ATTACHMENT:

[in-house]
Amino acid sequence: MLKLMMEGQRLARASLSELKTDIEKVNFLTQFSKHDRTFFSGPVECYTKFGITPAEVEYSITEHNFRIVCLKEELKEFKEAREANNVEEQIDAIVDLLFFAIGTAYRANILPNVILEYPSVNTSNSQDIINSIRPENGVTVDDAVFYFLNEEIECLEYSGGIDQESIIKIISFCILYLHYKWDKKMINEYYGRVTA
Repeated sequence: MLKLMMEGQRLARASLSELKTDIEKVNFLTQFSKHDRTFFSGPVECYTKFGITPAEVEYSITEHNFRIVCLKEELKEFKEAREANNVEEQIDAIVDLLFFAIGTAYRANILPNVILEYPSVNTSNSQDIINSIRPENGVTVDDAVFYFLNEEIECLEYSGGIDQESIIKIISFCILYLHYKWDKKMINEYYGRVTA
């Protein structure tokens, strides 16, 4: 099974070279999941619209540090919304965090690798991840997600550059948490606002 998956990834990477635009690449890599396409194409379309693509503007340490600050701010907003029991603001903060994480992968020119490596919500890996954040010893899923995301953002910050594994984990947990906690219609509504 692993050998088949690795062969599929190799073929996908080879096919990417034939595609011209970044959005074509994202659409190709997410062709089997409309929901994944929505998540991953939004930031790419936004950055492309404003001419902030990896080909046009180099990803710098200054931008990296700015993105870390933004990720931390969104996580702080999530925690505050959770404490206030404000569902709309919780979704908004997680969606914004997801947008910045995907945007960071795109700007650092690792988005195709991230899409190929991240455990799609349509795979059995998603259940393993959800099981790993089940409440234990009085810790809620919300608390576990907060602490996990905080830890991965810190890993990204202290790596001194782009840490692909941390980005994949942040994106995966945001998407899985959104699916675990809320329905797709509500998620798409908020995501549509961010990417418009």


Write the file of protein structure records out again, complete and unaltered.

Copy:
[in-house]
Amino acid sequence: MLKLMMEGQRLARASLSELKTDIEKVNFLTQFSKHDRTFFSGPVECYTKFGITPAEVEYSITEHNFRIVCLKEELKEFKEAREANNVEEQIDAIVDLLFFAIGTAYRANILPNVILEYPSVNTSNSQDIINSIRPENGVTVDDAVFYFLNEEIECLEYSGGIDQESIIKIISFCILYLHYKWDKKMINEYYGRVTA
Repeated sequence: MLKLMMEGQRLARASLSELKTDIEKVNFLTQFSKHDRTFFSGPVECYTKFGITPAEVEYSITEHNFRIVCLKEELKEFKEAREANNVEEQIDAIVDLLFFAIGTAYRANILPNVILEYPSVNTSNSQDIINSIRPENGVTVDDAVFYFLNEEIECLEYSGGIDQESIIKIISFCILYLHYKWDKKMINEYYGRVTA
């Protein structure tokens, strides 16, 4: 099974070279999941619209540090919304965090690798991840997600550059948490606002 998956990834990477635009690449890599396409194409379309693509503007340490600050701010907003029991603001903060994480992968020119490596919500890996954040010893899923995301953002910050594994984990947990906690219609509504 692993050998088949690795062969599929190799073929996908080879096919990417034939595609011209970044959005074509994202659409190709997410062709089997409309929901994944929505998540991953939004930031790419936004950055492309404003001419902030990896080909046009180099990803710098200054931008990296700015993105870390933004990720931390969104996580702080999530925690505050959770404490206030404000569902709309919780979704908004997680969606914004997801947008910045995907945007960071795109700007650092690792988005195709991230899409190929991240455990799609349509795979059995998603259940393993959800099981790993089940409440234990009085810790809620919300608390576990907060602490996990905080830890991965810190890993990204202290790596001194782009840490692909941390980005994949942040994106995966945001998407899985959104699916675990809320329905797709509500998620798409908020995501549509961010990417418009």